Have you ever wandered the backlot of a motion picture studio? That was our experience exploring the newly-landmarked section of East Saint Louis. The buildings were tall and handsome, but almost all locked up tight. We could stand out in the middle of the street taking pictures of the historically contributing structures, some with trees growing out of cracks in their facades.

IMG_20151216_145205

It was eerie, and frankly a relief to pack up and hit the road.

Leaving town, we came across one of the strangest structures we’ve ever seen: a jazzy mid-century gas station and mini-mart, with a rustic stone beer garden attached. It, too, was long abandoned, but man, it looked like it had seen some wild times.

Just across the river from bustling Saint Louis, on a fine sunny winter day, East Saint Louis is still waiting for someone to take a chance. We hope the National Register designation will bring new ideas and new life to this sad place. It will have to happen soon: there are tax credits available, but they expire this year.

Isn’t it lovely, though?


For more of East Saint Louis, see Richard’s photos here.

A Virtual Tour of the Barclay Hotel: Grand Lobby to Hidden Tunnels

Richard Schave outside Barclay HotelOne of our favorite Los Angeles buildings is the Barclay Hotel (originally the Van Nuys), a Beaux Arts gem constructed in 1896 on the northwest corner of 4th and Main Streets by pioneering architects Morgan and Walls.

We love the hotel because it’s beautiful, but also because it holds so many layers of history, real and fictional. We visit the lobby on our Raymond Chandler tours, for it’s upstairs in room 332 that detective Philip Marlowe finds the man in the toupée with an icepick in his neck, a pivotal plot point in The Little Sister. We also stop on our Hotel Horrors & Main Street Vice tours, to share the true life tales of a deranged 19th century millionaire who turned mean drunk in the hotel bar, and of two serial killers who worked their evil in rooms above.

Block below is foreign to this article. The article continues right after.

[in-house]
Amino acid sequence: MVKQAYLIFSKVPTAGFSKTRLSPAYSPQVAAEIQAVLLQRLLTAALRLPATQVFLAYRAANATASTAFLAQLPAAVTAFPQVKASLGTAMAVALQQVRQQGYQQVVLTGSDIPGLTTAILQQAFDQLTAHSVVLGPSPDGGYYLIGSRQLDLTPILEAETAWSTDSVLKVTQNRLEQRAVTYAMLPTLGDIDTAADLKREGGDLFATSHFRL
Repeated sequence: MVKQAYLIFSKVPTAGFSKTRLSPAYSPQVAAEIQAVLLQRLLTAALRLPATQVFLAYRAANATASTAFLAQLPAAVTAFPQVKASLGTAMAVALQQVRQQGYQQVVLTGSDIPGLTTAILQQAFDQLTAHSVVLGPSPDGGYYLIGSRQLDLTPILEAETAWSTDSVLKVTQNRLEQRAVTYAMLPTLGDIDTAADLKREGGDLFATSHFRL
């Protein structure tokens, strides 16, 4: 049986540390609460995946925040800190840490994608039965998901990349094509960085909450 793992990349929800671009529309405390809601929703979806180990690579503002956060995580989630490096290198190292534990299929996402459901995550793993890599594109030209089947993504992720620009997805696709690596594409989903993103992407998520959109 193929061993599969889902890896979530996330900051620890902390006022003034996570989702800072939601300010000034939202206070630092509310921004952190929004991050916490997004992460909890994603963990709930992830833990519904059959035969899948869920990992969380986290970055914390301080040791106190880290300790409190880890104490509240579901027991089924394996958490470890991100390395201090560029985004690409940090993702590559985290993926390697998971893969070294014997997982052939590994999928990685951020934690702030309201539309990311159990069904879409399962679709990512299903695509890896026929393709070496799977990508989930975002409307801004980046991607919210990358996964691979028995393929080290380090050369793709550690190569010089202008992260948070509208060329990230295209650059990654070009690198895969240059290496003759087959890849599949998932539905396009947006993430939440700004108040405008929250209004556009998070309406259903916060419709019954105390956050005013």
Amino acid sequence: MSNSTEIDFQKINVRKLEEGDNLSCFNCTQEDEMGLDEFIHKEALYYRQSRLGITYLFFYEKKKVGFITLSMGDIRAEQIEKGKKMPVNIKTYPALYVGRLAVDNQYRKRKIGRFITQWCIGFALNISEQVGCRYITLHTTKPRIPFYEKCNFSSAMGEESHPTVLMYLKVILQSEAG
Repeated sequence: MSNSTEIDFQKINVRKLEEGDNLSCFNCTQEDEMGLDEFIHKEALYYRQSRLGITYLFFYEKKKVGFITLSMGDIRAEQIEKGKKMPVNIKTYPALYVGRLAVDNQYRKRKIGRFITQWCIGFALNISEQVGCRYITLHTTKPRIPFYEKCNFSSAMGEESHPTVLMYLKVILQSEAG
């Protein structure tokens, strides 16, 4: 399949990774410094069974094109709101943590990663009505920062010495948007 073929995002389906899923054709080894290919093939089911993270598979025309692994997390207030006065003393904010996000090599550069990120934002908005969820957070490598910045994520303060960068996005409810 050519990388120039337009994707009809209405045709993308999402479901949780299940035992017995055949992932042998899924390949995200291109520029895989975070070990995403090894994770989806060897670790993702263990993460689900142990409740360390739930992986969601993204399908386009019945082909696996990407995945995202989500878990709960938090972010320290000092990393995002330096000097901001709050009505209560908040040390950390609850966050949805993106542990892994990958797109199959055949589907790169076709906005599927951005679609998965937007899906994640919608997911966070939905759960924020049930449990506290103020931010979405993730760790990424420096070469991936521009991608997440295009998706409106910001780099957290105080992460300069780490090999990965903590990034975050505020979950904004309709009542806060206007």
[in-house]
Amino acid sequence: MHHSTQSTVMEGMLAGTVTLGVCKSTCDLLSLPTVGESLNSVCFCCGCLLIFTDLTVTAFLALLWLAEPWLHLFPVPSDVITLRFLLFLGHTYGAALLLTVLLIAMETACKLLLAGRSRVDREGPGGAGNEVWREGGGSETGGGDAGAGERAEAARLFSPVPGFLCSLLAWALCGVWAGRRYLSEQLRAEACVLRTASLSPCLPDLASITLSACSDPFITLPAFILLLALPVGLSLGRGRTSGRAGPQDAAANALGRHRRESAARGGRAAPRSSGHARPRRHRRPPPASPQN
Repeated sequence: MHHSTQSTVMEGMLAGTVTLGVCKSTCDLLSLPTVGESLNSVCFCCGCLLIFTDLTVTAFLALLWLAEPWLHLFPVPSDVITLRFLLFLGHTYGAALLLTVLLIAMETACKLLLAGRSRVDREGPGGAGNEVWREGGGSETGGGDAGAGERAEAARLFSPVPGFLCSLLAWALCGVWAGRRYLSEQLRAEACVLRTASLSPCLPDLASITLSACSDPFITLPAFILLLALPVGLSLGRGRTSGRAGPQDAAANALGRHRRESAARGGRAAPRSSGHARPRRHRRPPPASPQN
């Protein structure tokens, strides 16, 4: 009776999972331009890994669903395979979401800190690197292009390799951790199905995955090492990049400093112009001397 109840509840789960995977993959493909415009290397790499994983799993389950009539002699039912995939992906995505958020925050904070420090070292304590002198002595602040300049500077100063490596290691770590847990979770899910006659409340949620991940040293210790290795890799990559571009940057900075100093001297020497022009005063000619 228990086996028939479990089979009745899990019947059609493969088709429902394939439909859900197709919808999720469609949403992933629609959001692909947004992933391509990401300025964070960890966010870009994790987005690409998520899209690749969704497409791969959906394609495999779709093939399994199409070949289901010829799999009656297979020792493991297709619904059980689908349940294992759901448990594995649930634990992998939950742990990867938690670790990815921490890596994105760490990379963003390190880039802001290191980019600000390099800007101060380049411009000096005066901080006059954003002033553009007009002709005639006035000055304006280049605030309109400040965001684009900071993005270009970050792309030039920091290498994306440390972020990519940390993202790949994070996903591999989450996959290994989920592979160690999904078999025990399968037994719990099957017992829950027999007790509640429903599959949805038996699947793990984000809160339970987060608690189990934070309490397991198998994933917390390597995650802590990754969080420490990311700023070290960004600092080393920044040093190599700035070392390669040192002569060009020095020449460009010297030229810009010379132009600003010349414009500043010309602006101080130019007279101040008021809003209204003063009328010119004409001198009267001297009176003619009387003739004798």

It is our great pleasure to share with a wider audience the Barclay Hotel’s magnificent double-height lobby through the virtual magic and Matterport technology of 3-D photographer Craig Sauer’s lens. You’ll marvel at the ornate plasterwork, the stained glass, the monumental clerk’s cage and the vast sea of tile that distinguish Historic-Cultural Monument #288.

Barclay Hotel basement stairsBut thanks to the generosity of Victor Vasquez—whose family has owned the hotel for decades and was responsible for its landmarking—we can also take you deeper, where we’ve never been able to take tour guests, down marble stairs into the labyrinthian basement, with its tiled passages, sliding wooden doors of the historic stables, lockers decorated by long-dead workers, spiral stairs to nowhere and handsome nooks and arches. It is a true Los Angeles time capsule, a functional environment that has barely changed in 120 years.

As you explore the basement level, you may find your way into that most rare and beguiling bit of lost Los Angeles: an unrestricted L-shaped section of the hidden service tunnels beneath the sidewalk that once criss-crossed Downtown. We can’t tell you if the Barclay’s tunnels were used during Prohibition to move illicit substances, but we did find whole walls covered in mysterious penciled numbers that suggest some informal commerce was practiced here. Sniff around and see if the Barclay’s secrets reveal themselves to you.